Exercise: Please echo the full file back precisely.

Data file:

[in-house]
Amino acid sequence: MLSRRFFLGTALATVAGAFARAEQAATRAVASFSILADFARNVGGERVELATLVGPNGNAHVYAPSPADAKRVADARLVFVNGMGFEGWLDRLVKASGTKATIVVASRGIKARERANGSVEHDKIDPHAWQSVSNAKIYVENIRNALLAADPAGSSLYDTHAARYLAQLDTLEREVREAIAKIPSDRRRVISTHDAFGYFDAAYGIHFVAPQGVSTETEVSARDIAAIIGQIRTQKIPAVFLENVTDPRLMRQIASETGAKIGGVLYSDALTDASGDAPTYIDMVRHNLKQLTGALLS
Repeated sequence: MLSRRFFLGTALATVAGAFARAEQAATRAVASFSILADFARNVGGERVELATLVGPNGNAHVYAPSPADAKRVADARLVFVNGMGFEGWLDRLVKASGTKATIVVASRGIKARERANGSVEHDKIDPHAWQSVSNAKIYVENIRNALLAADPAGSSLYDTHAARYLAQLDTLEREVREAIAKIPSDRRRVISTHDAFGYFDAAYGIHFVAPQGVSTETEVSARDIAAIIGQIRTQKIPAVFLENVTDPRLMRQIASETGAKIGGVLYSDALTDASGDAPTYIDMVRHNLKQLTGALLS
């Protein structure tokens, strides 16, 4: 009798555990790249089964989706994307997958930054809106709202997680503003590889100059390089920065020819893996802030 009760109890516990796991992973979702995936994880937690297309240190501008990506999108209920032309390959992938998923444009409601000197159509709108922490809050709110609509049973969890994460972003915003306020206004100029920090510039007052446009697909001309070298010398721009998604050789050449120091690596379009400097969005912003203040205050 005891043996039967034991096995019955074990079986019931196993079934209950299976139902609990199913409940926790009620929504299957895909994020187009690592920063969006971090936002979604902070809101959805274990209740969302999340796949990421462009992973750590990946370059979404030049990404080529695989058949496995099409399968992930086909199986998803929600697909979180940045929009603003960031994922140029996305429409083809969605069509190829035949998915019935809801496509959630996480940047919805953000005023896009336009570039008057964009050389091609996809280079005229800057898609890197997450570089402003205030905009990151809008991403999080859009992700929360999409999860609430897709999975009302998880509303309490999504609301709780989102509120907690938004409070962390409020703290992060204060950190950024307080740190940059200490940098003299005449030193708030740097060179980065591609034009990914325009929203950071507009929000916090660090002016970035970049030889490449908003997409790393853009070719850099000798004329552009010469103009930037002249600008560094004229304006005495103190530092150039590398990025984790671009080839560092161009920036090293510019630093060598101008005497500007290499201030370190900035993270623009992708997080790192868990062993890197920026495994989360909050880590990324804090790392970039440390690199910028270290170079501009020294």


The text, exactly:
[in-house]
Amino acid sequence: MLSRRFFLGTALATVAGAFARAEQAATRAVASFSILADFARNVGGERVELATLVGPNGNAHVYAPSPADAKRVADARLVFVNGMGFEGWLDRLVKASGTKATIVVASRGIKARERANGSVEHDKIDPHAWQSVSNAKIYVENIRNALLAADPAGSSLYDTHAARYLAQLDTLEREVREAIAKIPSDRRRVISTHDAFGYFDAAYGIHFVAPQGVSTETEVSARDIAAIIGQIRTQKIPAVFLENVTDPRLMRQIASETGAKIGGVLYSDALTDASGDAPTYIDMVRHNLKQLTGALLS
Repeated sequence: MLSRRFFLGTALATVAGAFARAEQAATRAVASFSILADFARNVGGERVELATLVGPNGNAHVYAPSPADAKRVADARLVFVNGMGFEGWLDRLVKASGTKATIVVASRGIKARERANGSVEHDKIDPHAWQSVSNAKIYVENIRNALLAADPAGSSLYDTHAARYLAQLDTLEREVREAIAKIPSDRRRVISTHDAFGYFDAAYGIHFVAPQGVSTETEVSARDIAAIIGQIRTQKIPAVFLENVTDPRLMRQIASETGAKIGGVLYSDALTDASGDAPTYIDMVRHNLKQLTGALLS
């Protein structure tokens, strides 16, 4: 009798555990790249089964989706994307997958930054809106709202997680503003590889100059390089920065020819893996802030 009760109890516990796991992973979702995936994880937690297309240190501008990506999108209920032309390959992938998923444009409601000197159509709108922490809050709110609509049973969890994460972003915003306020206004100029920090510039007052446009697909001309070298010398721009998604050789050449120091690596379009400097969005912003203040205050 005891043996039967034991096995019955074990079986019931196993079934209950299976139902609990199913409940926790009620929504299957895909994020187009690592920063969006971090936002979604902070809101959805274990209740969302999340796949990421462009992973750590990946370059979404030049990404080529695989058949496995099409399968992930086909199986998803929600697909979180940045929009603003960031994922140029996305429409083809969605069509190829035949998915019935809801496509959630996480940047919805953000005023896009336009570039008057964009050389091609996809280079005229800057898609890197997450570089402003205030905009990151809008991403999080859009992700929360999409999860609430897709999975009302998880509303309490999504609301709780989102509120907690938004409070962390409020703290992060204060950190950024307080740190940059200490940098003299005449030193708030740097060179980065591609034009990914325009929203950071507009929000916090660090002016970035970049030889490449908003997409790393853009070719850099000798004329552009010469103009930037002249600008560094004229304006005495103190530092150039590398990025984790671009080839560092161009920036090293510019630093060598101008005497500007290499201030370190900035993270623009992708997080790192868990062993890197920026495994989360909050880590990324804090790392970039440390690199910028270290170079501009020294």